On top of this, the bokeh is magical. There is no reason this shouldn’t be part of your camera gear. The lenses are Canon EF 35mm f/1.4L II USM & Nikon AF-S NIKKOR 35mm f/1.4G.
If you don’t love the 35mm focal length, but still want to keep it around in a powerful lens, we recommend the Sigma Art 24-35mm f/2. This lens has one of the shortest zoom ranges we’ve ever seen. It’s the middle ground between primes and zooms. We love it for its image quality, fast aperture, and zoomability.
The Canon 50mm f/1.8 STM lens is the one of the cheapest options out there. Yet, it still represents a great step-up from your kit lens. It boasts surprisingly good image quality, especially a little bit stopped down. This lens is the workhorse of many beginner portrait photographers. Don’t let its price fool you – it’s a lens professionals, too, use, because of its small size.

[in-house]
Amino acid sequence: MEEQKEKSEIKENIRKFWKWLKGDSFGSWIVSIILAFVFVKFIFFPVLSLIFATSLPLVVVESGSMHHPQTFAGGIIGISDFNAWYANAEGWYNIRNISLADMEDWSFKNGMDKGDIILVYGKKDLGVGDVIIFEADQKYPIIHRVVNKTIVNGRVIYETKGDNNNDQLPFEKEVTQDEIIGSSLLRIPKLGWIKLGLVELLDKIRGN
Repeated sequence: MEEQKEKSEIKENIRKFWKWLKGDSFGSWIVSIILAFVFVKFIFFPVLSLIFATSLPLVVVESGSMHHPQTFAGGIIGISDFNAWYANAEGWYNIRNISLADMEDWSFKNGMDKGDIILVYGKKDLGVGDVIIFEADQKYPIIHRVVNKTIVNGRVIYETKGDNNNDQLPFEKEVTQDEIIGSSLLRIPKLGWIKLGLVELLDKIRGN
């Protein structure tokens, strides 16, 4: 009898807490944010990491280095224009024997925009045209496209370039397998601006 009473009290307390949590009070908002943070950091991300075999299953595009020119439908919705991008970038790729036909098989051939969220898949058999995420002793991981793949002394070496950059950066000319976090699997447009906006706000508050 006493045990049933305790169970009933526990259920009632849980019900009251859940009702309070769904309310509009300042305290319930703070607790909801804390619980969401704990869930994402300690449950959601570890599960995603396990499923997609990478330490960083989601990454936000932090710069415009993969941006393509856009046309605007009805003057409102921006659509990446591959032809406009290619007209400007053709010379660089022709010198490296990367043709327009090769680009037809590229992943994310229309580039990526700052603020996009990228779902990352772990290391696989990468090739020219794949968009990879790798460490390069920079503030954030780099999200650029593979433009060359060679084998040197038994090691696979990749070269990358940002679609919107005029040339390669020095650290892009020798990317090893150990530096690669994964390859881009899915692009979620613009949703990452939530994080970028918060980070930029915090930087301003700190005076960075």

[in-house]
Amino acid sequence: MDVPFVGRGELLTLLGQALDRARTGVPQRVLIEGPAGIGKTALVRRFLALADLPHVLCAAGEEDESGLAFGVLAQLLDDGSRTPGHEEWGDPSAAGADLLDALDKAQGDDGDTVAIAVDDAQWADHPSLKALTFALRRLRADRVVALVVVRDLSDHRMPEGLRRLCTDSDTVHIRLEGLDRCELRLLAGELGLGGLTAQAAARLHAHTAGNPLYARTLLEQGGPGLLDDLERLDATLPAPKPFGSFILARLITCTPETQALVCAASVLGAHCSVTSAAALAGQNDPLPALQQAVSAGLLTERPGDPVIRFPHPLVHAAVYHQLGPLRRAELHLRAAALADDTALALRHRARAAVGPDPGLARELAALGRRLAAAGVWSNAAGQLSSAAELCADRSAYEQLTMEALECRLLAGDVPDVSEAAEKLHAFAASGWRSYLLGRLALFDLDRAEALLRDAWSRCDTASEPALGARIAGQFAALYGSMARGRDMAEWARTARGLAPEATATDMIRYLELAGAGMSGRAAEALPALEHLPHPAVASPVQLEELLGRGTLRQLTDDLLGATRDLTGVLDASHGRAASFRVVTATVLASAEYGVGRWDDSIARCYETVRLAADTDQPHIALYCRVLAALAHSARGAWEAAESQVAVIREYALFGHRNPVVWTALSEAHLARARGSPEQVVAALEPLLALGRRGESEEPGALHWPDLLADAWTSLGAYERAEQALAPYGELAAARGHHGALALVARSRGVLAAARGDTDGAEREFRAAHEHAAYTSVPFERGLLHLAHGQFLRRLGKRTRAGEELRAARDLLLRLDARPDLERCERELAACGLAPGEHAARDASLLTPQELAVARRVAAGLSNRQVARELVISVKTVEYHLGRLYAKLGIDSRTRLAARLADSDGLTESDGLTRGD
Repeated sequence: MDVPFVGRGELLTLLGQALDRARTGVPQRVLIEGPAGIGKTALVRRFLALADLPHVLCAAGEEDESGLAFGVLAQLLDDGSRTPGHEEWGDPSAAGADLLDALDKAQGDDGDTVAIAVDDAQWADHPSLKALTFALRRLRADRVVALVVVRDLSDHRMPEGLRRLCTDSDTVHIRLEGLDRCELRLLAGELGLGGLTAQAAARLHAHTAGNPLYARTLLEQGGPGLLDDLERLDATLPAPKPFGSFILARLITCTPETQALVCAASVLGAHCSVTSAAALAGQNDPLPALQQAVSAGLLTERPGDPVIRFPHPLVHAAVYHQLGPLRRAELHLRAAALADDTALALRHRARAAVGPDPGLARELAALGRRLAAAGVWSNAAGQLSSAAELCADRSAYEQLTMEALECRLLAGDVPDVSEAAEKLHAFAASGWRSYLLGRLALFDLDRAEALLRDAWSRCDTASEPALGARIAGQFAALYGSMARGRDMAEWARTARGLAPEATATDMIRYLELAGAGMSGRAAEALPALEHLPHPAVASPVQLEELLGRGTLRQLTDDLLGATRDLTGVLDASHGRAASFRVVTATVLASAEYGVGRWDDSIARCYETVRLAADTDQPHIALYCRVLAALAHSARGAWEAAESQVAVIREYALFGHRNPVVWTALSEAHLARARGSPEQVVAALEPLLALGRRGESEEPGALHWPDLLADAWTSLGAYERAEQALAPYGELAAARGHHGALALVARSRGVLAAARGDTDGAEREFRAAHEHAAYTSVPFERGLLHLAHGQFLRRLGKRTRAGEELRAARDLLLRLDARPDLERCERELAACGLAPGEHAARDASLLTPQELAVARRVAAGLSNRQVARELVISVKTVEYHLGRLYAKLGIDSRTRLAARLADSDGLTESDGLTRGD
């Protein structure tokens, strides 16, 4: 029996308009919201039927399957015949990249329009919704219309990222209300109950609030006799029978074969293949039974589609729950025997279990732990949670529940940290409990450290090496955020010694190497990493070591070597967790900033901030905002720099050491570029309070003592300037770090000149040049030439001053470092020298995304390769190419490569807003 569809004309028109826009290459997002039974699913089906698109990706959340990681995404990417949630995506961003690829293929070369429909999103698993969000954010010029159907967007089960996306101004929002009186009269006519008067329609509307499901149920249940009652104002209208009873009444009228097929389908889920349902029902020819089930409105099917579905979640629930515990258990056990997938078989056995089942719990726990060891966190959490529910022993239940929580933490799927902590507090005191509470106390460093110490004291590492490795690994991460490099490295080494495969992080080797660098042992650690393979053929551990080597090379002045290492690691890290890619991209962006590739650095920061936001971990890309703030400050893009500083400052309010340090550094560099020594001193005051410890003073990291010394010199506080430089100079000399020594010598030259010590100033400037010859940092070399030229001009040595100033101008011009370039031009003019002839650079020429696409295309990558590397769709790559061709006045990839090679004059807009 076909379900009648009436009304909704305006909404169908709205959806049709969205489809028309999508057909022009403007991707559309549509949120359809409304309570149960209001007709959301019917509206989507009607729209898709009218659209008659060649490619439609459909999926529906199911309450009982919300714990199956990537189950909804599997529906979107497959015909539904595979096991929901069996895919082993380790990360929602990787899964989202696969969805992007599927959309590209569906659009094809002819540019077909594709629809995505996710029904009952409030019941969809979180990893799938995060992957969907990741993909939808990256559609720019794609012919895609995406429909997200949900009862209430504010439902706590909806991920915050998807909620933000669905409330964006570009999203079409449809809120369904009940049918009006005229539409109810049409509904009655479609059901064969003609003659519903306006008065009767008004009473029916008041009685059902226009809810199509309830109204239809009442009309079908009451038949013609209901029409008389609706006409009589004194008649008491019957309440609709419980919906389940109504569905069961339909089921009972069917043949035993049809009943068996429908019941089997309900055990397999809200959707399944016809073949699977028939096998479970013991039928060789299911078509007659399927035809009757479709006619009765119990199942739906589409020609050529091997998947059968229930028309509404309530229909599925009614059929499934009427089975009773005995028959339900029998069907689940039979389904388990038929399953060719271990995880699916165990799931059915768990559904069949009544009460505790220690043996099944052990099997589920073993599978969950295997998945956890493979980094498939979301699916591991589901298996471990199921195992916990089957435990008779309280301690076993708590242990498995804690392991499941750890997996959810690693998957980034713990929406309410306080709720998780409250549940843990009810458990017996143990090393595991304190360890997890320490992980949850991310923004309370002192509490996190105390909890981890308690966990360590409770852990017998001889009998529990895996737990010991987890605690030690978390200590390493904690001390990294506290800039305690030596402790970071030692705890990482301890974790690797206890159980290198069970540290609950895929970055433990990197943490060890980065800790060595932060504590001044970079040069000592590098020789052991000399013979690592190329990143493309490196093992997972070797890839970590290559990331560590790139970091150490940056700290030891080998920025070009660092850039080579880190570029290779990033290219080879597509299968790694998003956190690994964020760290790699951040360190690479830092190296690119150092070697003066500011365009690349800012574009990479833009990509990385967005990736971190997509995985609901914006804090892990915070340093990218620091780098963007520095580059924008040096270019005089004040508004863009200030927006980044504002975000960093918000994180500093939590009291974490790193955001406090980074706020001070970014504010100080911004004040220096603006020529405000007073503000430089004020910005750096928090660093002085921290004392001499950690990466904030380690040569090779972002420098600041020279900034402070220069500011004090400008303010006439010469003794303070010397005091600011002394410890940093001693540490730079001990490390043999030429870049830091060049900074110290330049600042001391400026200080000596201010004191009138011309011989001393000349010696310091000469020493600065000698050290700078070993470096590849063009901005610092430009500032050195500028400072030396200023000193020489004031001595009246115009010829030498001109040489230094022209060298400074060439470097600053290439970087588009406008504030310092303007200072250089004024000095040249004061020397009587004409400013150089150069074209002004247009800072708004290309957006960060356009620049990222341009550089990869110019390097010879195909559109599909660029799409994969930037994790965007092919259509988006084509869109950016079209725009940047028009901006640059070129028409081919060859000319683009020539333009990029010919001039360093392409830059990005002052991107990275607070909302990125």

The standard lenses, such as the Canon EF 50mm f/1.4 USM & Nikon 50mm f/1.8G AF-S are great for portrait photographers who want to give prime lenses a try without remortgaging their house.
Many photographers consider the 50mm to be the perfect focal length for portrait photography. The 50mm lens is the closest you will come to how you see the world with your own eyes.
This is in terms of focal length and field of view. There is almost no lens distortion (there is always lens distortion), making it perfect.
If you like the 50mm view, you could also invest in more and get better quality 50mm lenses.
On the Canon side, there is the EF 50mm f/1.2 lens, a lens that we love to use in our studio. It’s expensive, that’s true. But the images you get out of it are unique, and it’s a versatile lens despite being prime.